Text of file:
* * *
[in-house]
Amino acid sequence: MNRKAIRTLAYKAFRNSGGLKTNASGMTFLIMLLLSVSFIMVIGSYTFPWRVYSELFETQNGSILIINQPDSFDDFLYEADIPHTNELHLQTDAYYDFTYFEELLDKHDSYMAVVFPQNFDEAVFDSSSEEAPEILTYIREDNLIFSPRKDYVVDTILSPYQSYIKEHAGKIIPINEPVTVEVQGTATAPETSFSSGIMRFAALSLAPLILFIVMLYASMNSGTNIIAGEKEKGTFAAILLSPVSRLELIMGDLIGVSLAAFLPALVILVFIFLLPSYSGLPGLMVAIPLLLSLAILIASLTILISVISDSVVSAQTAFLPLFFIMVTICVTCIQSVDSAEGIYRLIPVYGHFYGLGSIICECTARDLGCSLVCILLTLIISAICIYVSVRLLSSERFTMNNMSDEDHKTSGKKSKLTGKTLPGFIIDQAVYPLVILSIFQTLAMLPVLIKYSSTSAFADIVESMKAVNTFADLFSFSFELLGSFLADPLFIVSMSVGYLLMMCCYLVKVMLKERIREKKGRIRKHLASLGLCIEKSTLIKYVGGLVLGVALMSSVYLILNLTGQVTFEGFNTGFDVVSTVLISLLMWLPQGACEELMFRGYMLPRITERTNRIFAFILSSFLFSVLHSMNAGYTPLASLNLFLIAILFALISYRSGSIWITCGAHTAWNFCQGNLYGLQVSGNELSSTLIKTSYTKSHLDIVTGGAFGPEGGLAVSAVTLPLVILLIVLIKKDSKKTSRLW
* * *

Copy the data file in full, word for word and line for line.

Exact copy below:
[in-house]
Amino acid sequence: MNRKAIRTLAYKAFRNSGGLKTNASGMTFLIMLLLSVSFIMVIGSYTFPWRVYSELFETQNGSILIINQPDSFDDFLYEADIPHTNELHLQTDAYYDFTYFEELLDKHDSYMAVVFPQNFDEAVFDSSSEEAPEILTYIREDNLIFSPRKDYVVDTILSPYQSYIKEHAGKIIPINEPVTVEVQGTATAPETSFSSGIMRFAALSLAPLILFIVMLYASMNSGTNIIAGEKEKGTFAAILLSPVSRLELIMGDLIGVSLAAFLPALVILVFIFLLPSYSGLPGLMVAIPLLLSLAILIASLTILISVISDSVVSAQTAFLPLFFIMVTICVTCIQSVDSAEGIYRLIPVYGHFYGLGSIICECTARDLGCSLVCILLTLIISAICIYVSVRLLSSERFTMNNMSDEDHKTSGKKSKLTGKTLPGFIIDQAVYPLVILSIFQTLAMLPVLIKYSSTSAFADIVESMKAVNTFADLFSFSFELLGSFLADPLFIVSMSVGYLLMMCCYLVKVMLKERIREKKGRIRKHLASLGLCIEKSTLIKYVGGLVLGVALMSSVYLILNLTGQVTFEGFNTGFDVVSTVLISLLMWLPQGACEELMFRGYMLPRITERTNRIFAFILSSFLFSVLHSMNAGYTPLASLNLFLIAILFALISYRSGSIWITCGAHTAWNFCQGNLYGLQVSGNELSSTLIKTSYTKSHLDIVTGGAFGPEGGLAVSAVTLPLVILLIVLIKKDSKKTSRLW